April Newsletter: ’We’re Only Human After All’

19 April 2017

’We’re Only Human After All’

MVAM Newsletter Image 2017/04

There have been plenty of headlines recently about the rise of the machines and the threat that many of our jobs might soon be undertaken by robots. This may not seem like a new threat. Robots have been building cars for years. More recently, robots and their related software, have been increasingly used in operating warehouses and call centres and many of us now check out our groceries at the supermarket without going anywhere near a human till operator (until the damn thing doesn’t work!). What is new and more scary is that machines with so-called ‘Artificial Intelligence (AI)’ can now do not just our ‘lower skilled’ jobs, but even the work that has been traditionally the home of our professionals and office workers.

So, does our average middle class white collar worker now face the same bleak future as the heavy industry workers of the 70’s and 80’s? Will we see lengthening queues at the job centres of the South? Perhaps, and what’s more, we may be closer to this reality than you think. A small UK technology company, Blue Prism, has already signed up a list of blue chip customers ready to automate back office functions and has attracted a fancy stock market valuation as a result. Indeed, a team of researchers at Oxford University estimated that 47% of US jobs could be automated within the next two decades. This sounds implausible, but when you consider that there are some 3.5m truck drivers in the US and that we are on the brink of mass adoption of driverless vehicles, you get the picture.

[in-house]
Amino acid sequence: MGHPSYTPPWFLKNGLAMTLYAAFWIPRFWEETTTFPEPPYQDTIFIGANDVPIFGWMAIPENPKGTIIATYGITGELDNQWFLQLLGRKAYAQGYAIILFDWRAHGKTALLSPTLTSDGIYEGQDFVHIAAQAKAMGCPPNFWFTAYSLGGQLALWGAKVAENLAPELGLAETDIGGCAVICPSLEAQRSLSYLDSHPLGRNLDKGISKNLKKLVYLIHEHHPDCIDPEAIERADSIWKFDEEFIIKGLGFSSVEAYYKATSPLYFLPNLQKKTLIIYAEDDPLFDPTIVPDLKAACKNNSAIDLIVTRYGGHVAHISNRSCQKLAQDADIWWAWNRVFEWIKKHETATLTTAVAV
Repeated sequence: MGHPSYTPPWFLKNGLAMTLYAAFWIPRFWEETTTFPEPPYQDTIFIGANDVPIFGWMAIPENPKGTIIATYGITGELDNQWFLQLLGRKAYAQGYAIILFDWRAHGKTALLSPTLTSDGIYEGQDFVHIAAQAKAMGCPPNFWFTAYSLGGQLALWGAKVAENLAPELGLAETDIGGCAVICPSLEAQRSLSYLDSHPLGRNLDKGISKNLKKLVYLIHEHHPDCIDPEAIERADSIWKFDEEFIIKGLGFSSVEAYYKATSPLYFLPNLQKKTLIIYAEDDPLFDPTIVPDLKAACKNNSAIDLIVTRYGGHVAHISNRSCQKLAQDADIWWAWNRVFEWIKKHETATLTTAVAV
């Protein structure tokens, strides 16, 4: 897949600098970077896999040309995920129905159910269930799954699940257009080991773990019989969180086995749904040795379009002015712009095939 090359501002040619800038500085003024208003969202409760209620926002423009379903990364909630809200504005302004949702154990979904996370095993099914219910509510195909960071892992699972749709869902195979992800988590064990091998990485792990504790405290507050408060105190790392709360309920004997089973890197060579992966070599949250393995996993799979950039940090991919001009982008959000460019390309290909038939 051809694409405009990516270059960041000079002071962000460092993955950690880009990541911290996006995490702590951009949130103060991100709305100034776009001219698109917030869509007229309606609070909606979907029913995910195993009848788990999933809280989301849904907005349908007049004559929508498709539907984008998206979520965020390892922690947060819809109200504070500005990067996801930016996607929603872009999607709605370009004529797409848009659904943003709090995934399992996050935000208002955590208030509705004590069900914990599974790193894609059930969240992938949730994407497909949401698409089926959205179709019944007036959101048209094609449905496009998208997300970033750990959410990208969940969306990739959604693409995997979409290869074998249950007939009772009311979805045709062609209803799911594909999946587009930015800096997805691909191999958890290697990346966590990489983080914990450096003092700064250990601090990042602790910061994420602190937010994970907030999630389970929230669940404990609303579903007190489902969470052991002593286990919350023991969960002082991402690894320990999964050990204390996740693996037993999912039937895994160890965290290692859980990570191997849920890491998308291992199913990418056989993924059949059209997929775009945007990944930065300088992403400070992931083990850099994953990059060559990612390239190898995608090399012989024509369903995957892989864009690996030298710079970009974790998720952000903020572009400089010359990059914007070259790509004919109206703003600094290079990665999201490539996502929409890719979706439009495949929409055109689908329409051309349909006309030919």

But is automation and AI really something we should be afraid of? There is plenty of evidence that automation doesn’t destroy economies but makes us all better off. The reality is that automation frees us up from doing dull, repetitive, predictable and low-value added tasks and allows us to spend our time doing something more creative, entrepreneurial and interesting instead. Robots don’t necessarily mean fewer jobs for people, just different jobs.

For investors, this progress with automation provides a wealth of opportunities. The companies creating these new technologies are increasingly valuable (Germany’s leading robot-maker, Kuka, was recently taken over by the Chinese). Those companies that are installing more automation should see costs fall and margins increase. Then there are coffee shops, gyms, holiday companies and hotels that should benefit from the fact we will have more time on our hands as the machines do our work for us. Finally, there are the start-ups and new ventures founded by all those people that are freed-up from doing boring jobs they never really enjoyed in the first place.

Stop Press! One of the world’s largest investment companies has just announced that it has decided to turn the management of some of its flagship equity funds over to the computers. Rather than rely on humans to pick stocks, why not use computers to do the job instead? Next time you drop by MVAM’s Dorking offices, you may find nothing here but a machine quietly humming away in the corner, investing your savings for you. And no-one to make you that cup of tea just the way you like it….